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Abstract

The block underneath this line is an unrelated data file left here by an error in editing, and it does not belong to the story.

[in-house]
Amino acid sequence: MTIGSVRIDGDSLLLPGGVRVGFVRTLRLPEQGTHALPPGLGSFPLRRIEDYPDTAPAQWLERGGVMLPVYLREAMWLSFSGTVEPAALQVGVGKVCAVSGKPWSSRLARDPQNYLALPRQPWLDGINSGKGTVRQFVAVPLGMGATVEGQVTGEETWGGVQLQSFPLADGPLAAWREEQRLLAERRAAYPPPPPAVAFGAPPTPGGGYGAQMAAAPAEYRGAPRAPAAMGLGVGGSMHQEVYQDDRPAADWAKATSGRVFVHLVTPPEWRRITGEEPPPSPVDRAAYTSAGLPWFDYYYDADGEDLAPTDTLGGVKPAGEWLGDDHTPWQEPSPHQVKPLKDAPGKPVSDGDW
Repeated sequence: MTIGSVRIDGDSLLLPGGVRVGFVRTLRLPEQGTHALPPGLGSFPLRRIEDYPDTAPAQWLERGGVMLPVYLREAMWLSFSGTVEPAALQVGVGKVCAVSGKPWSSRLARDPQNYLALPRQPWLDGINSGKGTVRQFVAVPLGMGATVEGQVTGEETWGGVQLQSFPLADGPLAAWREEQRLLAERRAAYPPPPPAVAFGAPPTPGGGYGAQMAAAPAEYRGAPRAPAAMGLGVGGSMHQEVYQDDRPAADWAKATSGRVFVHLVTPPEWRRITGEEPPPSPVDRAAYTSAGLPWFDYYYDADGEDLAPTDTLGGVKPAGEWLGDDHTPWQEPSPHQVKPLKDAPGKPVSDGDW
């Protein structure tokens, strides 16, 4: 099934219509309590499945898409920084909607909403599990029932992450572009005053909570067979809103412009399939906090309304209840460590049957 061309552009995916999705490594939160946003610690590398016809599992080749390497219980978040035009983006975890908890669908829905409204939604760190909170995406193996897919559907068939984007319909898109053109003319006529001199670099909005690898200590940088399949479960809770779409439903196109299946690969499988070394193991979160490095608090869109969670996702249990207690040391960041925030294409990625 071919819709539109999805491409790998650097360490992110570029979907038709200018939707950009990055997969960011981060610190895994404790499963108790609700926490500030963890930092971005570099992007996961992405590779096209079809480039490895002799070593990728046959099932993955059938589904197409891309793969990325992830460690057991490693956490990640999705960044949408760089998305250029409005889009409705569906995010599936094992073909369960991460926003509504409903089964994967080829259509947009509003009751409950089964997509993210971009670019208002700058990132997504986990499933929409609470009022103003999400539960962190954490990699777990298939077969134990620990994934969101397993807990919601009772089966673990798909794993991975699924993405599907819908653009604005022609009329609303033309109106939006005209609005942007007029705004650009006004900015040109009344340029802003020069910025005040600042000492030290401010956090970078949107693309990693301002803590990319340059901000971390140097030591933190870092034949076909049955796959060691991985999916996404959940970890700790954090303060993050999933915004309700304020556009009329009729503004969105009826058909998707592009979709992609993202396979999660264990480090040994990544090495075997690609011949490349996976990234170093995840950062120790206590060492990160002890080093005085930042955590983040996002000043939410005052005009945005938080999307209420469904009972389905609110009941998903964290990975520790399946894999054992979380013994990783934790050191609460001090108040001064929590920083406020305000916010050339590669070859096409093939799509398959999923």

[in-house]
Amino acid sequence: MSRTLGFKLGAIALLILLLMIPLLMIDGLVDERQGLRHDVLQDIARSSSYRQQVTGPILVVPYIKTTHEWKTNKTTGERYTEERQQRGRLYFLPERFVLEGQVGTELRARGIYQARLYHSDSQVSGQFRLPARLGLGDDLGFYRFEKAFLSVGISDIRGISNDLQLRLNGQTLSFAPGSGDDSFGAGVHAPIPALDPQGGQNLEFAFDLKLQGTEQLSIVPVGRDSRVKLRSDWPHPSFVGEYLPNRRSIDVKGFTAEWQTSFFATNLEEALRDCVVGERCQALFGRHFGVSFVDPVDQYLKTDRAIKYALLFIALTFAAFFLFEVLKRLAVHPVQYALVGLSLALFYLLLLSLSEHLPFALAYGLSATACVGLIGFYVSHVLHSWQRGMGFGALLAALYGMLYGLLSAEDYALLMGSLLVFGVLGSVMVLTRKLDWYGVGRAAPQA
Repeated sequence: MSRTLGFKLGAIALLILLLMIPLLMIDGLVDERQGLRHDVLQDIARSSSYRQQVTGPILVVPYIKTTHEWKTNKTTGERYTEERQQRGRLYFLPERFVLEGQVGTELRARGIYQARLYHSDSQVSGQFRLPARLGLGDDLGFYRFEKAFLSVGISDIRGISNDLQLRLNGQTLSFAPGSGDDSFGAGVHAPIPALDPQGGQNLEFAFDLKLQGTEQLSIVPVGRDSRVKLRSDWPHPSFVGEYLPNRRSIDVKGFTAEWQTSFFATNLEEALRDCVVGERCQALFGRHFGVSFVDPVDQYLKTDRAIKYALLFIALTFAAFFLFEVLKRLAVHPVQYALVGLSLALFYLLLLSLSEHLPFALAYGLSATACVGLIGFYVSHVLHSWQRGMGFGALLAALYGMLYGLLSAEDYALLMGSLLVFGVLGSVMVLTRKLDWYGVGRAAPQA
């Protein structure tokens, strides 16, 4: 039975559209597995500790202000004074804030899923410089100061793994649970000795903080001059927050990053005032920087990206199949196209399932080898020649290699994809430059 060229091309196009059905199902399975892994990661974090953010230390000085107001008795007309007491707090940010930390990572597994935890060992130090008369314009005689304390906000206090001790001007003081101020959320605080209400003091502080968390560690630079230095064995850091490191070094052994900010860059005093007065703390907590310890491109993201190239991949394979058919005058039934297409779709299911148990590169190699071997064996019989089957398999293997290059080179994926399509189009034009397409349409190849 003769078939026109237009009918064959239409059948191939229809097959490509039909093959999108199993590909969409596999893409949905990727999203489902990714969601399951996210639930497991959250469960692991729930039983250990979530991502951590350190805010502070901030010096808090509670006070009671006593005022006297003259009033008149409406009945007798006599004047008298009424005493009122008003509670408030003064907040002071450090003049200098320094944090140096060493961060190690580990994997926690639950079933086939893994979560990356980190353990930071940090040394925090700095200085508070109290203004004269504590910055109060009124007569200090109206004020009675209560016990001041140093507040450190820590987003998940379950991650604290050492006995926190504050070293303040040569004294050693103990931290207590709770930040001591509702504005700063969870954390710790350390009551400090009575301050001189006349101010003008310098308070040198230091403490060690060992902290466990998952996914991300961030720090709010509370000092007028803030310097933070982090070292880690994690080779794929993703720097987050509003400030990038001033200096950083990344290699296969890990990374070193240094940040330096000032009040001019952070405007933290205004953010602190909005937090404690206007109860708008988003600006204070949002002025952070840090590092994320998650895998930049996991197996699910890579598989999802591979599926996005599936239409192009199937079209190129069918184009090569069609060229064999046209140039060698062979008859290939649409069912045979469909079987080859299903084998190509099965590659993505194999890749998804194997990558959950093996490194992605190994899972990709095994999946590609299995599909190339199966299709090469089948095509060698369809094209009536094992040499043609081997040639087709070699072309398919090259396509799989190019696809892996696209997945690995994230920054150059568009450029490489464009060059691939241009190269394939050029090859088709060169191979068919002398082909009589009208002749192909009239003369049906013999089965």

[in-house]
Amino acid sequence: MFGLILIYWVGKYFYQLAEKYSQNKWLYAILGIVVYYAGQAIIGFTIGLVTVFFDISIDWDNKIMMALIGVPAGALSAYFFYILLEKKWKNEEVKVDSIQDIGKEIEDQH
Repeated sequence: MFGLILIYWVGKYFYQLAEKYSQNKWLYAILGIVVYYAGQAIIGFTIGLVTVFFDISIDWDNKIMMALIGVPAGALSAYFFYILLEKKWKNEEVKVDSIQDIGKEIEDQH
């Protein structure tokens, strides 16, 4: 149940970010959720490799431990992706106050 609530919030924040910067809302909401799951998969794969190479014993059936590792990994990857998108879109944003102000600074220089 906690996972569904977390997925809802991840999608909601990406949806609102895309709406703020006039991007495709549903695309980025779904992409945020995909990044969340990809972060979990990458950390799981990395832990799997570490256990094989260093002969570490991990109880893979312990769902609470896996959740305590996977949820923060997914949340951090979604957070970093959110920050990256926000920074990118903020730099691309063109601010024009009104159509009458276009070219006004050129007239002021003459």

Aims Self‐care in heart failure (HF) is generally sub-optimal and impacts morbidity and mortality. To describe self‐care prevalence and explore its relationships with symptom experience, patient needs, and health-care utilization in a Swiss hospital providing regional secondary care. Methods and results Cross-sectional study, convenience sample of individuals with HF from four campuses of one regional Swiss hospital. Self-care was assessed via the Self-Care of Heart Failure Index (SCHFI) and the European Heart Failure Self-care Behaviour Scale (EHFScBS), symptom experience via the M.D. Anderson Symptom Inventory–HF (MDASI-HF) and needs via the Heart Failure Needs Assessment Questionnaire (HFNAQ). Healthcare utilization reflected the preceding year’s hospitalization incidence. A cut-off level of ≥70% indicated adequate self-care. We analysed SCHFI, EHFScBS, MDASI-HF and HFNAQ scores’ relationships with hospitalizations using Spearman’s rho correlation; no prior hypotheses were stated. Sample of 310 individuals with HF (37.4% female; mean age 76.8; 55% NYHA III). Adequate self-care maintenance, management, and confidence were reported by 24%, 10%, and 61%. respectively. The sample’s mean number of experienced symptoms was 12.8 (SD 4.0) and 14.0 (SD 5.8) for needs. Over the previous year, 269 hospitalizations had occurred (median: 0, IQR 1). Hospitalizations positively correlated with self-care; symptom experience with needs. Neither symptom experience nor needs correlated with hospitalizations. Conclusion The findings indicated low self-care levels and suggest a need for increased support to maintain physiological stability, manage symptoms and prevent hospitalizations. This study is the first of its kind in Switzerland and among few studies worldwide to report on self-care, symptom experience, needs, and health-care utilization. Interventional studies are warranted considering baseline self-care capabilities, symptoms, and needs of individuals with HF.

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